By Leopold Munhende, Chief Correspondent
FOUR generators outside three tuck-shops noisily skid as if in a deliberate discord at Warren Park 1 Shopping Centre, Harare. Even one of the country’s biggest supermarket lines, Choppies has its own, just bigger and a tad bit quieter than the rest.
It is 4:45pm and over 50 imbibers mill outside a string of bars waiting for the FIFA World Cup Last 16 clash between Spain and African giants Morocco. The bars are their only hope of watching Chelsea star Hakim Ziyech on the night.
Going home would mean losing out on the not-to-be-missed clash, and with lightweights proving unpredictable at the Qatar edition no one wants to miss it.
Zimbabwe is currently in the middle of one of its worst ever electricity crises that has seen power utility Zimbabwe Electricity Supply Authority (ZESA) introducing a strict 18-hour load-shedding regime between 5am to 11pm in all residential areas.
Operations at Kariba Hydro-Power Station, the country’s main source of power, were halted during the last week of November due to low water levels, while Hwange Thermal Power Station which was built between 1973 and 1986 has constant breakdowns that have all but halted production at half of its units.
With matches kicking off at either 5pm or 9pm, soccer fans have been forced to crowd drinking spots across the country to follow the global showpiece alongside colleagues in other ‘better planning’ countries.
“Timing of the crisis is the worst; imagine throughout the year we had little problems with electricity. Just as we thought we would be able to watch the matches ZESA decides to switch off electricity for 18 hours which includes the two kickoffs,” said Ushe Masocha, whose Germany long exited the tournament.
“The load-shedding we are having to endure is painful, we have a timetable which they do not adhere to most times, and I then have to go to my friend’s place with hope his power is available.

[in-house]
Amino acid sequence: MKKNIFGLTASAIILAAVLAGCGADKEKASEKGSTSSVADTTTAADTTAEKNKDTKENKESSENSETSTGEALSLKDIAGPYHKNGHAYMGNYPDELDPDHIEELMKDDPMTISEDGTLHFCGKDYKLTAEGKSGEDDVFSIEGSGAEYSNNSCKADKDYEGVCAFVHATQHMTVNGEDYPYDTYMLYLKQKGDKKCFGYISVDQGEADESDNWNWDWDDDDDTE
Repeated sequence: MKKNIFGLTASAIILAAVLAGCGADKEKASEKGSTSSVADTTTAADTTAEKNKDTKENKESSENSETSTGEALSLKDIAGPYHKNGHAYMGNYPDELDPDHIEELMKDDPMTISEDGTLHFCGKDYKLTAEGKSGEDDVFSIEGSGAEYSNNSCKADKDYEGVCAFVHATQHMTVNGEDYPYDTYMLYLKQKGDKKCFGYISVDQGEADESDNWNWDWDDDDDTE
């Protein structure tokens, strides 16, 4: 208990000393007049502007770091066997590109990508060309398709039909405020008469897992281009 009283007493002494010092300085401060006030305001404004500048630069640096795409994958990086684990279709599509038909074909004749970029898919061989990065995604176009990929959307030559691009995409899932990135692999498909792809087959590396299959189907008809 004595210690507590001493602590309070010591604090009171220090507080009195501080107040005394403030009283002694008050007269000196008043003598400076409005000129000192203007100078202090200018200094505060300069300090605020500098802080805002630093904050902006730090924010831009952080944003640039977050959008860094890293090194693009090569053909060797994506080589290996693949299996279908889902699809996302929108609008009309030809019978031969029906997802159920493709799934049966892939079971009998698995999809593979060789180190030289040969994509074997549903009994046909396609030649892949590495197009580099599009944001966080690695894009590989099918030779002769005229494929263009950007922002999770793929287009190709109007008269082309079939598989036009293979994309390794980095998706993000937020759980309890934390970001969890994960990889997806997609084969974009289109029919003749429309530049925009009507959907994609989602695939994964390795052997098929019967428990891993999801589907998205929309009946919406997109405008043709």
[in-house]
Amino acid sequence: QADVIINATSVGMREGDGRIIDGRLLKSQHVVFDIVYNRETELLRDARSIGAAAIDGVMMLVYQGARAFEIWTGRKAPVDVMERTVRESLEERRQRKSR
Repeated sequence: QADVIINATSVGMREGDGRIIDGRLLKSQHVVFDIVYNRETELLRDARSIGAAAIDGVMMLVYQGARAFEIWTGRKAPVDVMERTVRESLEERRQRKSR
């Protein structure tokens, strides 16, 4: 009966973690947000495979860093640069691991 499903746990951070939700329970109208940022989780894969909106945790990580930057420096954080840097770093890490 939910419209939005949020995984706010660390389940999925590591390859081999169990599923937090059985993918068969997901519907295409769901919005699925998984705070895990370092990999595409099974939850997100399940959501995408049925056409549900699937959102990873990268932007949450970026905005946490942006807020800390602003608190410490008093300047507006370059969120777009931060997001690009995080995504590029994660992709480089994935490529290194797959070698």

“At times I watch it at betting halls because they do not ask a lot of questions.”
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Blaring Chinese-made speakers mean none of them get to hear commentator Peter Drury’s artistic description of proceedings and as the ‘new bourgeois,’ the ones with electricity generators and solar systems, go on and on about his use of diction those in the bar would just have to be content they watched Morocco’s miracle triumph.
At an average cost of US$180, generators are out of reach for most Zimbabweans who are already reeling from an economic crisis that has eroded their earnings in the two decades it has lasted. Solar systems are also in a similar range.
Only a privileged few can afford the ‘luxury’ in a nation where government employees are given less than US$100 as a salary.
Top civil servants might probably be part of the few that will watch it at home after government announced they will be getting US$14,000 worth of a solar station at their homes.
“Ordinary citizens cannot afford the luxury of buying solar stations or a generator, remember some of us are civil servants, earn less than US$100 and have little to spare on these as compared to those at the top,” said Lindile Ncube from Kadoma.
“A good solar station will take you back US$200 while a generator that can power your TV, decoder and probably fridge will cost an upward of US$300.